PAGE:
9 to covered agencies, which will be used to develop any reporting requirements as may be requested by the NYS Chief Information Officer, the Executive Chamber or Legislative entities. If compliance with this standard is not feasible or technically possible, or if deviation from this standard is necessary to support a business function, SEs shall request an exception through the Enterprise Information Security Office exception process. 6.0 Definitions of Key Terms Account Disabled Account Locked Account Archived Identity Assurance Level Nonce Password Expiration Re-issuance Renewal Account is in an unusable state and can only be made usable again through an administrative action. Account is not useable until either an administrator resets a token or the end user resets the token through one of the forgotten password self service functions. Accounts that have not been used for x years are off-loaded via long term storage solutions. The degree of confidence in the vetting process used to establish the identity of the individual to whom the credential was issued, and the degree of confidence that the individual who uses the credential is the individual to whom the credential was issued. A value used in security protocols that is never repeated with the same key. For example, nonces used as challenges in challenge-response authentication protocols must not be repeated until authentication keys are changed. Otherwise, there is a possibility of a replay attack. Using a nonce as a challenge is a different requirement than a random challenge, because a nonce is not necessarily unpredictable. The frequency in which a user is required to choose a new password (i.e., forced to change the password after x days). A new credential is created with a new identity and/or a new token. For example, a password token is re-issued by having the user select a new password. The usage or validity period of the token and credential is extended without changing the token or re-verifying the user s identity. Examples of tokens that would be renewed or extended include hard tokens, out of band tokens, one time passwords, and soft tokens. NYS-S Page 9 of 11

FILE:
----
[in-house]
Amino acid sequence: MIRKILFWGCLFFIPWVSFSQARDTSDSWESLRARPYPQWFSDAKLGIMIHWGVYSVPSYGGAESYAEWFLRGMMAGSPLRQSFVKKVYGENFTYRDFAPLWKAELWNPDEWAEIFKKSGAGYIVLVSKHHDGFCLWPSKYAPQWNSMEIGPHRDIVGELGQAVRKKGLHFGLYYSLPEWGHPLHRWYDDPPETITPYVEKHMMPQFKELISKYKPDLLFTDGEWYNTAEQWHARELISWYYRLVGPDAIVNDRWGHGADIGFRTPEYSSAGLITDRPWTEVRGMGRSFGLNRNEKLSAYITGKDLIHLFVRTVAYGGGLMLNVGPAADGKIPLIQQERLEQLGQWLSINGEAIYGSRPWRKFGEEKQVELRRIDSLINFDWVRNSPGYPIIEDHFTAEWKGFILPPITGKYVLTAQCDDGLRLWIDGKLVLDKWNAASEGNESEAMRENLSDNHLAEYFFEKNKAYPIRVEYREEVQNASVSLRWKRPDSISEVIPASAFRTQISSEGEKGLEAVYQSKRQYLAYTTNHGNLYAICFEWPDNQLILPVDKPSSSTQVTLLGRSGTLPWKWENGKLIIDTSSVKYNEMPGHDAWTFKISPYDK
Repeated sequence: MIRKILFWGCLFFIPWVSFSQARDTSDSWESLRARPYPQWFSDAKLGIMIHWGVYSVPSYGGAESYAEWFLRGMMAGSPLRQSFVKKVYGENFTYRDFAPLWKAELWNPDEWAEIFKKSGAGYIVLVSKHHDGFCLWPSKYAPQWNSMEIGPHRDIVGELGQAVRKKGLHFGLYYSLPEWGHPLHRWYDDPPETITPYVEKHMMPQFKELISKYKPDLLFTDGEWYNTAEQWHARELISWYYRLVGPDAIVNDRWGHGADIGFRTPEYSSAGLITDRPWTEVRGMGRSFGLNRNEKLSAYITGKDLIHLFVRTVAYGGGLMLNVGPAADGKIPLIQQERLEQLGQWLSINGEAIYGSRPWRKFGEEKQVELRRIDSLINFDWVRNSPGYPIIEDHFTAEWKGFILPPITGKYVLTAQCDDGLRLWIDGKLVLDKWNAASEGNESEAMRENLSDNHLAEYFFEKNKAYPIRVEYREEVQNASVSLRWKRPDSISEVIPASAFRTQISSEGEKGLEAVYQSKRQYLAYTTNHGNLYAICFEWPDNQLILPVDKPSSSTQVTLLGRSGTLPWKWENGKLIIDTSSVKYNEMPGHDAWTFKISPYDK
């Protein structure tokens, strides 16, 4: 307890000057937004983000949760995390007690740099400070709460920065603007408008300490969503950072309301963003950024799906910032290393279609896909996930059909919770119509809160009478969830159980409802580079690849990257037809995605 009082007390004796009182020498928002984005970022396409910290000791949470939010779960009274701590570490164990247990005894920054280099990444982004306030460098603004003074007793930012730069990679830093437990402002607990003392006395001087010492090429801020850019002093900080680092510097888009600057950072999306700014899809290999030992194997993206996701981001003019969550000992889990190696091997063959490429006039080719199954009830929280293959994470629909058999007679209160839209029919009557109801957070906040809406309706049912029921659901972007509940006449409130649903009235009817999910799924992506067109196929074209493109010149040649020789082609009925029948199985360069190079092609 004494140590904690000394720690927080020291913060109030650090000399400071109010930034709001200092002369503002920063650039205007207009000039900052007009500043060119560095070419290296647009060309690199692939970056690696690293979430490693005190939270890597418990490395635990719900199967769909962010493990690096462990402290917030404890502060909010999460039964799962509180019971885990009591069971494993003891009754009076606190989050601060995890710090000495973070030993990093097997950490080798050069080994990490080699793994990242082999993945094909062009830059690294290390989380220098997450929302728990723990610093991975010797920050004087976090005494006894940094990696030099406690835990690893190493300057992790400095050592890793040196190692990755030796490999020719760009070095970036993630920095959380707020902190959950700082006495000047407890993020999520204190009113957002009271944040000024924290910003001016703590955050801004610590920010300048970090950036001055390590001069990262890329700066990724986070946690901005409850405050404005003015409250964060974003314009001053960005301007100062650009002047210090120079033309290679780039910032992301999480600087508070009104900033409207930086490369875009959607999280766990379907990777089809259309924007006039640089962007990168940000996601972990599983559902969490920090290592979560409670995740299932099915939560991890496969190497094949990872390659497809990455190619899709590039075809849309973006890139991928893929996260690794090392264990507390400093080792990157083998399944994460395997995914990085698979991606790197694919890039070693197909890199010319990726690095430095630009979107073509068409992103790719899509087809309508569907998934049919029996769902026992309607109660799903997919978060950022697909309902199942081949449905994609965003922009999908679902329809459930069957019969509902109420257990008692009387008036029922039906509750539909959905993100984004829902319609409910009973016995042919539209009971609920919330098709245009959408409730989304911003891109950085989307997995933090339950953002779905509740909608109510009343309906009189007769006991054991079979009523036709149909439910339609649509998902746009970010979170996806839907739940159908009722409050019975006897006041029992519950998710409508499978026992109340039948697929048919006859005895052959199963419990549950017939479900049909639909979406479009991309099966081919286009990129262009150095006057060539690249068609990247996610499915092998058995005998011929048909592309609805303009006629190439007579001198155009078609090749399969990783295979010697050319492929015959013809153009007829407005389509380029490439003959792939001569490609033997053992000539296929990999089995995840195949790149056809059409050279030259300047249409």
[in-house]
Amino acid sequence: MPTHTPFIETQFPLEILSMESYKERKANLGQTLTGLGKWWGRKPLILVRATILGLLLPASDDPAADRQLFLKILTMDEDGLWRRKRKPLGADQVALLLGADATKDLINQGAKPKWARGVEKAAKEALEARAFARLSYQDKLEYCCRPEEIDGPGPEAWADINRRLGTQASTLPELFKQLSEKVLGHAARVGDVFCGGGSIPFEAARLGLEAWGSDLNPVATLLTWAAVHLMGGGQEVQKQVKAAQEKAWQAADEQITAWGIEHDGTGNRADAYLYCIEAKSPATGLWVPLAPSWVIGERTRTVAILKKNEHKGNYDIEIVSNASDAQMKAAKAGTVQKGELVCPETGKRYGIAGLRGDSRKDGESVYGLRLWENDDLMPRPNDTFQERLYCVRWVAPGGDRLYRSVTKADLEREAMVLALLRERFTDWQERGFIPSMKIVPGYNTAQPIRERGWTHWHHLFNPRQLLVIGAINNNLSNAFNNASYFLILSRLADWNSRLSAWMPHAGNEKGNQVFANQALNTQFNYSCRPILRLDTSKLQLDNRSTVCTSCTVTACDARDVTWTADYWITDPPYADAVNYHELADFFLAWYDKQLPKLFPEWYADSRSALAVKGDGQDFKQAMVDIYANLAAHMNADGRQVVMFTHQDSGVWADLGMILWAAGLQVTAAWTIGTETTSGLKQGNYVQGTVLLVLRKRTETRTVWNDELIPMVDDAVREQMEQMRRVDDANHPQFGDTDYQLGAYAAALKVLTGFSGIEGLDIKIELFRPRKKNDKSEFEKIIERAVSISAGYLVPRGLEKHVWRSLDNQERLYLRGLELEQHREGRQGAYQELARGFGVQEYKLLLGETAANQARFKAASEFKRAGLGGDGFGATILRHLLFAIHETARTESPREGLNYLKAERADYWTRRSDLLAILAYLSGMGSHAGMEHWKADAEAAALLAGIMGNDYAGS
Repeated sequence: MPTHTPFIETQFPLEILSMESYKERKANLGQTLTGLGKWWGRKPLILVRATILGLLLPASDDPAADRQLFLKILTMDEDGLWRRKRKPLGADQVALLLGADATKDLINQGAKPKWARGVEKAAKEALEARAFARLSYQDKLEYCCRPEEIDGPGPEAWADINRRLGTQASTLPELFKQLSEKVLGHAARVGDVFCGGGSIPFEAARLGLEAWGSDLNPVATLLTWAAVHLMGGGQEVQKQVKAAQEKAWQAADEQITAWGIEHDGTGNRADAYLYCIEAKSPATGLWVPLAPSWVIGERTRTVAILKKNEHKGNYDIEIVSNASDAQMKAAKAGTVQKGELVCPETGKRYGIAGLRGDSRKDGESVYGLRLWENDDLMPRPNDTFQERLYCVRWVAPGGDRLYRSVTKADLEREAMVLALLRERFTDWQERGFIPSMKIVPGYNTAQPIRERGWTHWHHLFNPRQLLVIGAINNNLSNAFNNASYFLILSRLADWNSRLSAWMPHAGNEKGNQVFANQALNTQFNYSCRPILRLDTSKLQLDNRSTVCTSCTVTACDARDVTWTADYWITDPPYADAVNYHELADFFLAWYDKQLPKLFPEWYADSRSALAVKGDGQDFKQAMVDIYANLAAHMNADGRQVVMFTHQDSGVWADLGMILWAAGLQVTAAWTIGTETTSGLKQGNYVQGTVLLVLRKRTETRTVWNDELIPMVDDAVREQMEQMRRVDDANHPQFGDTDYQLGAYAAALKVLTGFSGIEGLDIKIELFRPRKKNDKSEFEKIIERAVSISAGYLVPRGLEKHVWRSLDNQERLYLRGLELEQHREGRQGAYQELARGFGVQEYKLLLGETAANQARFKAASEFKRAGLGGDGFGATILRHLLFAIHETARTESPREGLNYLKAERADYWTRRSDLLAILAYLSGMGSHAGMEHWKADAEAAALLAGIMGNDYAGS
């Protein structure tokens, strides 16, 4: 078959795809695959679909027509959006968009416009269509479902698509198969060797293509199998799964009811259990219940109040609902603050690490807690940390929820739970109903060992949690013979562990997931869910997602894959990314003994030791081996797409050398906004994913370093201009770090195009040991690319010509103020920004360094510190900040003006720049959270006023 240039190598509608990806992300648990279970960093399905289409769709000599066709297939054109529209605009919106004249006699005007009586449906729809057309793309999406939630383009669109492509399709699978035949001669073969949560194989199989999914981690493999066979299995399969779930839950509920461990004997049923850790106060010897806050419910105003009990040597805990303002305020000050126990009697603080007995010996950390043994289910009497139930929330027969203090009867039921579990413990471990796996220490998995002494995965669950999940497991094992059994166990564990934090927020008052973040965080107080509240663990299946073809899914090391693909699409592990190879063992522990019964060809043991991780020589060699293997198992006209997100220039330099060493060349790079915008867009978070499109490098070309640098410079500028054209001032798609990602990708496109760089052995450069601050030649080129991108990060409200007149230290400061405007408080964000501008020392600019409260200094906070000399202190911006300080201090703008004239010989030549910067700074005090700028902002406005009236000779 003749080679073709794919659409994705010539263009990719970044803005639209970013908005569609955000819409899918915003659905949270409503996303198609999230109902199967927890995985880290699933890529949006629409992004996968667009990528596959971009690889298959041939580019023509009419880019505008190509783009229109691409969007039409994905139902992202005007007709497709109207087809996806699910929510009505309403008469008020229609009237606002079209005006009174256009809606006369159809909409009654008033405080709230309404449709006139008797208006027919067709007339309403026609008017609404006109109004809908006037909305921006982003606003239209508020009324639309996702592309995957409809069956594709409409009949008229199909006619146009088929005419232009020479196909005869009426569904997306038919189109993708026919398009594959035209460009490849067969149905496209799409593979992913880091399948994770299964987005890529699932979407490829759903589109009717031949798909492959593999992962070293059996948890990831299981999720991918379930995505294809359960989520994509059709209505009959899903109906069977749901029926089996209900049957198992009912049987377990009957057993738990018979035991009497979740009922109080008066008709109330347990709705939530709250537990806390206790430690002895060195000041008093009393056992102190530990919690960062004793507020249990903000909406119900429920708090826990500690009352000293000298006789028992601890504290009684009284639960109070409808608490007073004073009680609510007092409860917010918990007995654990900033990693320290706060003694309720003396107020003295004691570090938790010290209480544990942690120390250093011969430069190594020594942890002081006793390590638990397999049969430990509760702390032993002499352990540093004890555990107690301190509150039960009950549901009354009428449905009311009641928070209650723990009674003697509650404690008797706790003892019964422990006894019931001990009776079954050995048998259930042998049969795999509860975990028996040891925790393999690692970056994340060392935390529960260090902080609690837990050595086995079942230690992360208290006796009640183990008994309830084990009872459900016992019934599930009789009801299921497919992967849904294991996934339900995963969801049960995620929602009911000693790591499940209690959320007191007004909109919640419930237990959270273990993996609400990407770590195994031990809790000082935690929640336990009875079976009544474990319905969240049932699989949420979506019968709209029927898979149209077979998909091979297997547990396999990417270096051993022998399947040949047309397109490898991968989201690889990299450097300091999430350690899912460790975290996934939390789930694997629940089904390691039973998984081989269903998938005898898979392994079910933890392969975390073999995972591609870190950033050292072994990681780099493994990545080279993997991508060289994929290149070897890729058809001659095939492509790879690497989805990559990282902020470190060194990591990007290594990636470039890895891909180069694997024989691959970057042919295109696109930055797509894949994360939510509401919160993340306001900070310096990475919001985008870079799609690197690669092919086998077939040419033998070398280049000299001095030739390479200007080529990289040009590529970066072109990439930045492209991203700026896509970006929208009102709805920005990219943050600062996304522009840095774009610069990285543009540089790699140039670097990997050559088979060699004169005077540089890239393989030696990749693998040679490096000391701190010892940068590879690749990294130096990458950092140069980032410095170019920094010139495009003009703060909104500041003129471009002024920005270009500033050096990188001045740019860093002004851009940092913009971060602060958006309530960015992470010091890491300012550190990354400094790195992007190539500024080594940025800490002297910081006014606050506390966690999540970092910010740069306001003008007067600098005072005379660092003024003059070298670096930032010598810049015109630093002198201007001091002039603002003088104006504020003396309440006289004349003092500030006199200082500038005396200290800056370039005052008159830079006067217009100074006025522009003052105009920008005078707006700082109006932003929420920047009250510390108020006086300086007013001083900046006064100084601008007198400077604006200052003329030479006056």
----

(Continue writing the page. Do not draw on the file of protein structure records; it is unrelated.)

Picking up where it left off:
10 7.0 ITS Contact Information Submit all inquiries and requests for future enhancements to the standard owner at: Standard Owner Attention: Enterprise Information Security Office New York State Office of Information Technology Services 1220 Washington Avenue Bldg. 7A, 4 th Floor Albany, NY Telephone: (518) Facsimile: (518) Questions may also be directed to your ITS Customer Relations Manager at: The State of New York Enterprise IT Policies may be found at the following website: 8.0 Review Schedule and Revision History Date Description of Change Reviewer 03/21/2014 Original Standard Release; replaces CSCIC/OCS User Password Management Standard (S10-004) and CSCIC/OCS Privileged Accounts Management Standard (S10-003) 08/15/2014 Added row to Table 3: Memorized Secret Token Requirements to require temporary passwords be changed on first logon 03/20/2015 Changed password management and composition standards in Table 3 Thomas Smith, Chief Information Security Officer Deborah A. Snyder, Acting Chief Information Security Officer Deborah A. Snyder, Deputy Chief Information Security Officer 05/15/2015 Clarification to token renewal/re-issuance. Deborah A. Snyder, Deputy Chief Information Security Officer 03/20/2016 Scheduled Standard Review NYS-S Page 10 of 11

11 9.0 Related Documents Identity Assurance Policy Identity Assurance Standard NIST Special Publication , Electronic Authentication Guideline NYS-S Page 11 of 11